Days to Maturity: 80-90Planting: Mid to Late MayConcerns: Drip irrigate or water at base to reduce mildew.

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Tomatoes

Days to Maturity: Staked: 70 to 90 depending on type

Planting: Set out transplants when soil temperatures are above

60°F.

Temperatures below 50°F will impair tomato growth.

Southern Missouri—Early to Mid-March

Central Missouri—Mid to Late March

Northern Missouri—Late March to Early April

Plant Fall tomatoes by

Mid-July.

Slide29

Tomatoes

Concerns: Need at least 1 in. of water per week May through June.Need at least 2 in. of water per week July through September. Structure and equipment considerations include stakes, cages, or other supporting method.

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Small Fruits and Berries

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Strawberries

Days to Maturity: 15 to 30 days after flowering. Flowering should commence in early to mid-March in order to begin harvesting in early April.

Planting:

Plugs

: Plant in mid-September.

Dormant runner tips: Plant in late August (Cheaper than plugs)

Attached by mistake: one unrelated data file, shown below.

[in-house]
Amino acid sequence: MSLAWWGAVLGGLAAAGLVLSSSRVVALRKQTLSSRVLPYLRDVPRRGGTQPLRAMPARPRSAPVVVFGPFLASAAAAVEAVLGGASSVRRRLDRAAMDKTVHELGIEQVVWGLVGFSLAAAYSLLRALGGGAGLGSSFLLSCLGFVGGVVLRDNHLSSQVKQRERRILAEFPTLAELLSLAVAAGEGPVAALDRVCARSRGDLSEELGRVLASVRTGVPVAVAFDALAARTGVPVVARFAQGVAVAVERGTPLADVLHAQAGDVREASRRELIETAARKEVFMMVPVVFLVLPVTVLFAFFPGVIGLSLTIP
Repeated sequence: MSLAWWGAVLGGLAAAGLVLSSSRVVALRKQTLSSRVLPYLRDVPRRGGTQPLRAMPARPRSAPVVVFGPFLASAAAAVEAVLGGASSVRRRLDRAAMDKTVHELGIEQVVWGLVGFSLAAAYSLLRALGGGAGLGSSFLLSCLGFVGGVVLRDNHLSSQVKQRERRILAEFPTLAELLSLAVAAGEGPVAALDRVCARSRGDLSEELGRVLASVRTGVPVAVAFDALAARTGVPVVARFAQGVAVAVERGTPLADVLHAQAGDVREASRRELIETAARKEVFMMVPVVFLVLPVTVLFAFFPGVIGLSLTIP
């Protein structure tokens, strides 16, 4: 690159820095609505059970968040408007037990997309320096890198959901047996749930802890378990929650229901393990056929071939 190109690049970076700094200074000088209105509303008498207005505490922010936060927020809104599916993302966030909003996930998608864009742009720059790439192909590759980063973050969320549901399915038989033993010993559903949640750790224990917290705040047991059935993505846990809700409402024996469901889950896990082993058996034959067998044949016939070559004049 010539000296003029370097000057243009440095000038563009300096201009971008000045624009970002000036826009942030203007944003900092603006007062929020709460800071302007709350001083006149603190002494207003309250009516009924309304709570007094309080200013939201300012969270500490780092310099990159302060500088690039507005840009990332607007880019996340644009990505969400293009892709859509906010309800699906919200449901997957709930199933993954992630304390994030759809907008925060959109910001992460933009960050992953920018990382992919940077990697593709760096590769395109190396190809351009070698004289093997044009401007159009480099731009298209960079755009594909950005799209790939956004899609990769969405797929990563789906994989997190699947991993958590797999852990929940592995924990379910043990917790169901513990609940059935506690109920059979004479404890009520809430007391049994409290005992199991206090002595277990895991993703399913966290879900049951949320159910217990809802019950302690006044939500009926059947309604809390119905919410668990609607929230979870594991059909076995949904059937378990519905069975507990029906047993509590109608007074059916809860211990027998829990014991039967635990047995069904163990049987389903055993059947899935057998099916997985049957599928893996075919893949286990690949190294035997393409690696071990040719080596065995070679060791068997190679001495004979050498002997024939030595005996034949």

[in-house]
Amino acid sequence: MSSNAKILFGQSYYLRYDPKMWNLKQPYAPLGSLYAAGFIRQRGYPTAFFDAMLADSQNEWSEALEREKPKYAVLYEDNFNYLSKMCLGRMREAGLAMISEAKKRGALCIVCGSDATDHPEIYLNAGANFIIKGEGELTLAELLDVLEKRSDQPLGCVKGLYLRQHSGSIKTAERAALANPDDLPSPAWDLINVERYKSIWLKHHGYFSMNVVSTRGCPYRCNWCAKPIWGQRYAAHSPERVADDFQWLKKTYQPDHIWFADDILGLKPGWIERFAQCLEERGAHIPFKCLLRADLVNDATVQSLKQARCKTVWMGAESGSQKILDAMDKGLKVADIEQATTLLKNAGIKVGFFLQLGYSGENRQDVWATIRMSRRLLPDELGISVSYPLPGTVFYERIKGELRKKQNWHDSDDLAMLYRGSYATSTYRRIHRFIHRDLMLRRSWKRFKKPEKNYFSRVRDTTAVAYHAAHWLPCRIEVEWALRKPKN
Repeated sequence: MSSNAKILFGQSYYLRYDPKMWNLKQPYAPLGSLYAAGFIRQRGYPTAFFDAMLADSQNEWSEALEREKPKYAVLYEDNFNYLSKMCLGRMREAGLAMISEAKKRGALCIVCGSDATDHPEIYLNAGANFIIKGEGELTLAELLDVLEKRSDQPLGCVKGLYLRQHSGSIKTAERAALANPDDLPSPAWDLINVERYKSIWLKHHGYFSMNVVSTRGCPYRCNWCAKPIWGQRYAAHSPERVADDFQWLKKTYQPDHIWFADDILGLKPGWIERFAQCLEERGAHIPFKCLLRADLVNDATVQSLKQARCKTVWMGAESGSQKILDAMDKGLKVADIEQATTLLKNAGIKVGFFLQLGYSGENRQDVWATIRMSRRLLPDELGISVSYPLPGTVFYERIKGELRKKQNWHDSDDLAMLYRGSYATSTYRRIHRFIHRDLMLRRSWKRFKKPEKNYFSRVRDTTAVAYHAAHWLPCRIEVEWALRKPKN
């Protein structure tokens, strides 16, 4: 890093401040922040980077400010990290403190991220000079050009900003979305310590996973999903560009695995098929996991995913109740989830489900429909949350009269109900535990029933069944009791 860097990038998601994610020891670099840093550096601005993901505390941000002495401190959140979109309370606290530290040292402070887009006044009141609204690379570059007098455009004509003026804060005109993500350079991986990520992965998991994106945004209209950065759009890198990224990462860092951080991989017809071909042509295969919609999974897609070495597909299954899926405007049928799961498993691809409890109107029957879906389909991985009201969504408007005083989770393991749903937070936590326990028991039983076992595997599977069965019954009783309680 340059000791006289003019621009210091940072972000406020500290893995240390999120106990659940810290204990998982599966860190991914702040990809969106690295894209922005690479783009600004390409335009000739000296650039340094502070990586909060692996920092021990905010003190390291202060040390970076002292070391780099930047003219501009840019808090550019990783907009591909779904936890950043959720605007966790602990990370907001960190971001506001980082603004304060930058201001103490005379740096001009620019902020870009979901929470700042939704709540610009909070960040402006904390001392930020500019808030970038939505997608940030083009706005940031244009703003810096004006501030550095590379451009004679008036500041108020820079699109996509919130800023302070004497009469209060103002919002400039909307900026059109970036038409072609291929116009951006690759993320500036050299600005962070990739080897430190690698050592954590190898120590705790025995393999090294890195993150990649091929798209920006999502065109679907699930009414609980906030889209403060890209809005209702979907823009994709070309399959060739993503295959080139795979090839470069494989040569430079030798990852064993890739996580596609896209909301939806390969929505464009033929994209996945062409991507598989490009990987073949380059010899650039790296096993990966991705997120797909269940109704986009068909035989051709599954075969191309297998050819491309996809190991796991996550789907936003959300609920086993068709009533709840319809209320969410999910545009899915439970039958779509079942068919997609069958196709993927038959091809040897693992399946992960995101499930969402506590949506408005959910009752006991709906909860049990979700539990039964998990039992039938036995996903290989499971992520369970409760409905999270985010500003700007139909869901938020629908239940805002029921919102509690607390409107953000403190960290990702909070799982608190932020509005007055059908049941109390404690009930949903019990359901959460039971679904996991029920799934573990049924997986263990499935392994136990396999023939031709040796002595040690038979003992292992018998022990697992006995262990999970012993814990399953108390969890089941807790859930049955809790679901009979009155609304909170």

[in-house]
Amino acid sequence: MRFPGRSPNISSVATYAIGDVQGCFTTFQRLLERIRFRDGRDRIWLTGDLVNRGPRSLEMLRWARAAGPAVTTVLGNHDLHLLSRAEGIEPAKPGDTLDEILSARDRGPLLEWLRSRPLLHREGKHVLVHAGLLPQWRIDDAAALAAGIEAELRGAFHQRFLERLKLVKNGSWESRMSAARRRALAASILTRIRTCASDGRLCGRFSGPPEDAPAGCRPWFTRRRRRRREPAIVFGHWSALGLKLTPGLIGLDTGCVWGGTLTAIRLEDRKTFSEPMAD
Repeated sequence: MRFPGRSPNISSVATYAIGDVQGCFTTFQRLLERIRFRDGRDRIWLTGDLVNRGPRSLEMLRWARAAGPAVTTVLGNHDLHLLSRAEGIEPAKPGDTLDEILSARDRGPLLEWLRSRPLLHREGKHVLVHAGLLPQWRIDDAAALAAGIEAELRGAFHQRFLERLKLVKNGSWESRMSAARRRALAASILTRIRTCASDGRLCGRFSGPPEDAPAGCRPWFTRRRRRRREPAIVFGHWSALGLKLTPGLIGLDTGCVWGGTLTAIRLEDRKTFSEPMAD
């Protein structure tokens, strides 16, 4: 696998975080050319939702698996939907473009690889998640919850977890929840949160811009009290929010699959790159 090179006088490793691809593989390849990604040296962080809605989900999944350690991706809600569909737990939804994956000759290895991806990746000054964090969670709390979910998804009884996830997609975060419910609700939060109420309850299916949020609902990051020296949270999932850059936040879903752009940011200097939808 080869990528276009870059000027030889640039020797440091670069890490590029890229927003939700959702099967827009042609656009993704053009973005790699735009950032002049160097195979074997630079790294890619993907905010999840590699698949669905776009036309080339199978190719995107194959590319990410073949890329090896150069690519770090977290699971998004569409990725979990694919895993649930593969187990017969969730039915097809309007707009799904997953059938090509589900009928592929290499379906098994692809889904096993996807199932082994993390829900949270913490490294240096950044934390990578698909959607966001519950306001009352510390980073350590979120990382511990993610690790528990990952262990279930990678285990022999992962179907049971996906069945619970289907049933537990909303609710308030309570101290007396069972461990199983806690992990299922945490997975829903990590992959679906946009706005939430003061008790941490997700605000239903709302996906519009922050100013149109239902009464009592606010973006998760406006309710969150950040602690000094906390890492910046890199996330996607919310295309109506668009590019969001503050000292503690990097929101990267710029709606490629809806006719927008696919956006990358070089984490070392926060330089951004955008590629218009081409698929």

‘Chandler’ variety is recommended.

Do not plant too deeply; plant midway up the plug.

Slide32

Strawberries

Concerns: Drip irrigation is recommended. If two or more rows of berries are planted, 2 to 3 drip lines are needed. Soil salinity can be a problem, particularly in a high tunnel where soil is not leeched.

Effective pollination is essential for maximum yield. If over-wintering, consider the use of row covers.

Can

be rotated with crops such as tomatoes or peppers as long as there are no soil borne disease outbreaks.

In

order to be profitable, each plant must yield at least

1

lb. of marketable fruit.

Slide33

Raspberries/Blackberries

Days to Maturity: Production can begin in May for some

floricane

-fruiting (summer fruiting) cultivars and extend through November for some

primocane

-fruiting (fall fruiting) cultivars.

Planting: Fall-bearing plants should be established as early in the Spring as possible in the planting year to further maximize first year harvest. Summer fruiting brambles may be grown outside during the first season in or near the uncovered high tunnel.

Slide34

Raspberries/Blackberries

Concerns: Trellises will be needed for each containerized plant. The high tunnel floor should be covered with weed barrier fabric or gravel before plants are moved inside for fruiting. Be mindful that brambles will need to be pruned annually. Containerized brambles may be used for several seasons. Containerized brambles may need to be mulched with compost, particularly in first year.

Slide35

Activity

You are the manager of two high tunnels. You need to produce as many different crops as possible in a year’s time. Create a chart of what you would grow at what times in each of the two high tunnels, again attempting to include as many different crops as possible.

Slide36

Summary

In order to determine the best crop to plant during certain times of year, a person must be able to:

Identify

produce suitable to growth in a high

tunnel

Compare

and

contrast

the fruits and vegetables grown in the warm season versus the cool

season